Blade and Gunner are the two newest members of the city of Butler's police force.
The two dogs were able to join the department with the help of contributions from the city's nonprofit and charitable organizations.
Mayor Maggie Stock estimated that 25 percent of the $100,000 raised in donations to acquire and train the canines came from groups that are exempt from property taxes.
Children who attended the vacation Bible school offered by the city's First United Methodist Church raised $4,000 for the canine project, she said. In addition, First United Methodist makes a separate annual contribution to the city to help cover the costs of providing police, fire and other basic services.
"Every fall I send a letter to all the area's nonprofits, and each year we get more money than in the year past," Ms. Stock said.
First Methodist, like colleges, hospitals, libraries and social service agencies, is exempt from paying real-estate taxes on property used to carry out its religious and charitable functions. Nevertheless, the church and some other institutions have been making "payments in lieu of taxes," or PILOT contributions. Some are made annually, while others are given in support of a special project.
Seton Hill University, for example, has donated $30,000 to Greensburg under the terms of a multiyear agreement, city administrator Sue Trout said. Lake Erie College of Osteopathic Medicine, which operates a branch on Seton Hill's campus, has given another $5,000.
County seats, including the cities of Butler, Greensburg and Pittsburgh, tend to be the most affected by a concentration of tax-exempt properties. In Butler, nontaxable property totals 29 percent of the city's assessed value. In Greensburg, that number rises to about 35 percent. In Pittsburgh, which is home to major universities as well as UPMC, the region's largest medical provider, the statistic jumps to 39 percent.
By comparison, just 21 percent of all parcels in Allegheny County are tax exempt. In Butler County, the countywide statistic drops to 13 percent.
In response to the high proportion of tax-exempt properties in Pittsburgh, County Executive Rich Fitzgerald has ordered the county's Office of Property Assessment to conduct a parcel-by-parcel review of real estate tax breaks claimed by charitable and nonprofit organizations.
A call for periodic study of tax-exempt properties also was included in a recent audit released by county Controller Chelsa Wagner. Her study calculated that nonprofits and charities, including hospitals, religious institutions, government facilities and universities, were shielded from more than $78 million in county property taxes in 2011. That number could be tripled to reflect taxes that would otherwise be paid to municipalities and school districts. In return for their tax breaks, nonprofits and charities are expected to provide services that benefit the residents of the municipalities where they are located.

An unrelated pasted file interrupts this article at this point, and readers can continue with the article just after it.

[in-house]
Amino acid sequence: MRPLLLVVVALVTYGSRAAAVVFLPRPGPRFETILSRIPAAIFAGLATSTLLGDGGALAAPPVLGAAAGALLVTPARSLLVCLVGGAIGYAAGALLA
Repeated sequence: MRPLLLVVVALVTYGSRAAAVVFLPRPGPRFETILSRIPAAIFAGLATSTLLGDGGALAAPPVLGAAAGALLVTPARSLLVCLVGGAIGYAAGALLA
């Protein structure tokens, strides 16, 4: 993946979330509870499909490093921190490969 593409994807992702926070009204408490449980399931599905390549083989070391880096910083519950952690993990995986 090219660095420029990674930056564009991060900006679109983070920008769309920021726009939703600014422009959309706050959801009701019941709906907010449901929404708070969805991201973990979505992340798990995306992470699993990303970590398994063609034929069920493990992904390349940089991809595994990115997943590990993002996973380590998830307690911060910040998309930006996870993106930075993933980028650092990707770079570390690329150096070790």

Ms. Stock said she was appreciative of the services and benefits nonprofits provide. "We'd be a terrible community without schools, churches, libraries and social service agencies," she said. "They provide meals, raise money for school supplies, offer space for community meetings. I try to keep that balance in mind."
Their tax-exempt status, however, means that the burden of paying for public services falls on a narrower property base. One option worth investigating would be to assess a universal fee based on a building's square footage to offset some of a community's costs for fire, police, street repair and snow removal, she said. Making such a change would require action by the state Legislature.
William McCarrier, chairman of the Butler County commissioners, liked Allegheny County's idea of having nonprofits and charities periodically defend their tax-exempt status. "I'm not averse to having organizations fill out a form each year and explain why they deserve their breaks," he said.
Too much tax-exempt property was not a major concern for Washington County, except in the city of Washington, commissioners Chairman Larry Maggi said. The municipality is the county seat and home to Washington Hospital and Washington & Jefferson College.
In lieu of property taxes, the college and hospital make periodic payments to the city to help pay for public safety costs, Mr. Maggi said. County officials have no plans to challenge the tax-exempt status of nonprofits, he said.
Developing a long-term relationship with nonprofit leaders is key to getting financial support, former Washington Mayor L. Anthony "Sonny" Spossey said. The local hospital and college both have been generous when asked to support city projects, including storm sewers and a comprehensive plan.
"What you can't do is expect to have that money as part of your general operating budget," he said. "But you won't get money if don't ask."
Like the city of Butler, Greensburg has had luck with appeals to nonprofit institutions. "We send out annual letters showing how much each would have paid if their properties were taxable," Ms. Trout, the city administrator, said. "In addition, we've asked for sponsorship of various community initiatives," she said.
"We are not just focused on real estate taxes," Ms. Trout said. Seton Hill's new Performing Arts Center on Harrison Avenue and a proposed Dance and Visual Arts Center nearby at West Otterman Street and College Avenue are examples of town-gown efforts that are drawing more students and campus visitors downtown. "We're seeing the benefit in greater economic vitality as university employment and student enrollment rise," she said. "We want to create more partnerships with nonprofits and not be adversarial."
Len Barcousky: email@example.com or 724-772-0184.